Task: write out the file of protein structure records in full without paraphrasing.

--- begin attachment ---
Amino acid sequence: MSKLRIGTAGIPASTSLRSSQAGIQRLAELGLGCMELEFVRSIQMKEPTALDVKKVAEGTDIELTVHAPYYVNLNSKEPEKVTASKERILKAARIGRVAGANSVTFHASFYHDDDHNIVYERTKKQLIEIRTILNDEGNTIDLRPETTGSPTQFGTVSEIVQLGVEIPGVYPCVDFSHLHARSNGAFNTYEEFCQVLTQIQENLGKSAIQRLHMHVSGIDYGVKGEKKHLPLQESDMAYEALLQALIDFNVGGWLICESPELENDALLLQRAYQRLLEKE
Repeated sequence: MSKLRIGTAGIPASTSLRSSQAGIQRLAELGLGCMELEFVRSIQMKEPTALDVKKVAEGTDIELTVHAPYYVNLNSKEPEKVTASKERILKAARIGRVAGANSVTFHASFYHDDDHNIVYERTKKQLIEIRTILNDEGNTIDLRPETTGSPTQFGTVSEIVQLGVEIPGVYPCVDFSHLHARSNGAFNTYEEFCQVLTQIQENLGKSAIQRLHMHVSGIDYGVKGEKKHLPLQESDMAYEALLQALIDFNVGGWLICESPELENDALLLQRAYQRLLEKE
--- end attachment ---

Amino acid sequence: MSKLRIGTAGIPASTSLRSSQAGIQRLAELGLGCMELEFVRSIQMKEPTALDVKKVAEGTDIELTVHAPYYVNLNSKEPEKVTASKERILKAARIGRVAGANSVTFHASFYHDDDHNIVYERTKKQLIEIRTILNDEGNTIDLRPETTGSPTQFGTVSEIVQLGVEIPGVYPCVDFSHLHARSNGAFNTYEEFCQVLTQIQENLGKSAIQRLHMHVSGIDYGVKGEKKHLPLQESDMAYEALLQALIDFNVGGWLICESPELENDALLLQRAYQRLLEKE
Repeated sequence: MSKLRIGTAGIPASTSLRSSQAGIQRLAELGLGCMELEFVRSIQMKEPTALDVKKVAEGTDIELTVHAPYYVNLNSKEPEKVTASKERILKAARIGRVAGANSVTFHASFYHDDDHNIVYERTKKQLIEIRTILNDEGNTIDLRPETTGSPTQFGTVSEIVQLGVEIPGVYPCVDFSHLHARSNGAFNTYEEFCQVLTQIQENLGKSAIQRLHMHVSGIDYGVKGEKKHLPLQESDMAYEALLQALIDFNVGGWLICESPELENDALLLQRAYQRLLEKE